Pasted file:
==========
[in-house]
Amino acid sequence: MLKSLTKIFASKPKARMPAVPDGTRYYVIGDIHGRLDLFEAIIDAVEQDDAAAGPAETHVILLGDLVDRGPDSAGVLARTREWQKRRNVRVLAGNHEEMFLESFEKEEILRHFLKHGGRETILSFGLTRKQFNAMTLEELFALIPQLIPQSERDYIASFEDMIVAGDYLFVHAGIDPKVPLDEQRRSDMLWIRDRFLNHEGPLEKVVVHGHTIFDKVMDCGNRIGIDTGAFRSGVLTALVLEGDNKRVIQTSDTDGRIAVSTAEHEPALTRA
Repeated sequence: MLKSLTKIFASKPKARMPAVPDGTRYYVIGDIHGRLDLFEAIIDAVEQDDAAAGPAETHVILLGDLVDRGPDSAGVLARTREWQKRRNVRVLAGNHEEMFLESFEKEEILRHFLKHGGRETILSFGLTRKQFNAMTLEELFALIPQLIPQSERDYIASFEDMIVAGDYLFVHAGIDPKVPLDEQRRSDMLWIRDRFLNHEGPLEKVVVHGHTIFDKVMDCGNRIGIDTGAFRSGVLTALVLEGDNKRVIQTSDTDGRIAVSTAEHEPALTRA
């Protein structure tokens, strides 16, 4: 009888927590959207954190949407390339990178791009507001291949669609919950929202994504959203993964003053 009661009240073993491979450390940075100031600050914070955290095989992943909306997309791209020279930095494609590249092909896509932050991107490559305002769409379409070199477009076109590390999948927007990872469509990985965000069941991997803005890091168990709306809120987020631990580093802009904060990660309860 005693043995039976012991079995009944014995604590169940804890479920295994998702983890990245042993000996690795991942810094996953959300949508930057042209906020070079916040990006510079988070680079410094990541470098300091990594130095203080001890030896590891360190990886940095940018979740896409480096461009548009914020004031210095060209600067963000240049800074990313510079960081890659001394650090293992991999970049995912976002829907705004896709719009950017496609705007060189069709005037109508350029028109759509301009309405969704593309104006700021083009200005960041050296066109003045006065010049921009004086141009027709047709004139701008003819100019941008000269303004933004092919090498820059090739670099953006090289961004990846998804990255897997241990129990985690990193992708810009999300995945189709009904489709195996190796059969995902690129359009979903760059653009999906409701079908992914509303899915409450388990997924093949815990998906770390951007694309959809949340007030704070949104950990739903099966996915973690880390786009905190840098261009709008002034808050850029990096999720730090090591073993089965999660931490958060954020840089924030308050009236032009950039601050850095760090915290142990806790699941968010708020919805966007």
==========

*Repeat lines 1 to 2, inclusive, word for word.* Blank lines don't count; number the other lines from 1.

[in-house]
Amino acid sequence: MLKSLTKIFASKPKARMPAVPDGTRYYVIGDIHGRLDLFEAIIDAVEQDDAAAGPAETHVILLGDLVDRGPDSAGVLARTREWQKRRNVRVLAGNHEEMFLESFEKEEILRHFLKHGGRETILSFGLTRKQFNAMTLEELFALIPQLIPQSERDYIASFEDMIVAGDYLFVHAGIDPKVPLDEQRRSDMLWIRDRFLNHEGPLEKVVVHGHTIFDKVMDCGNRIGIDTGAFRSGVLTALVLEGDNKRVIQTSDTDGRIAVSTAEHEPALTRA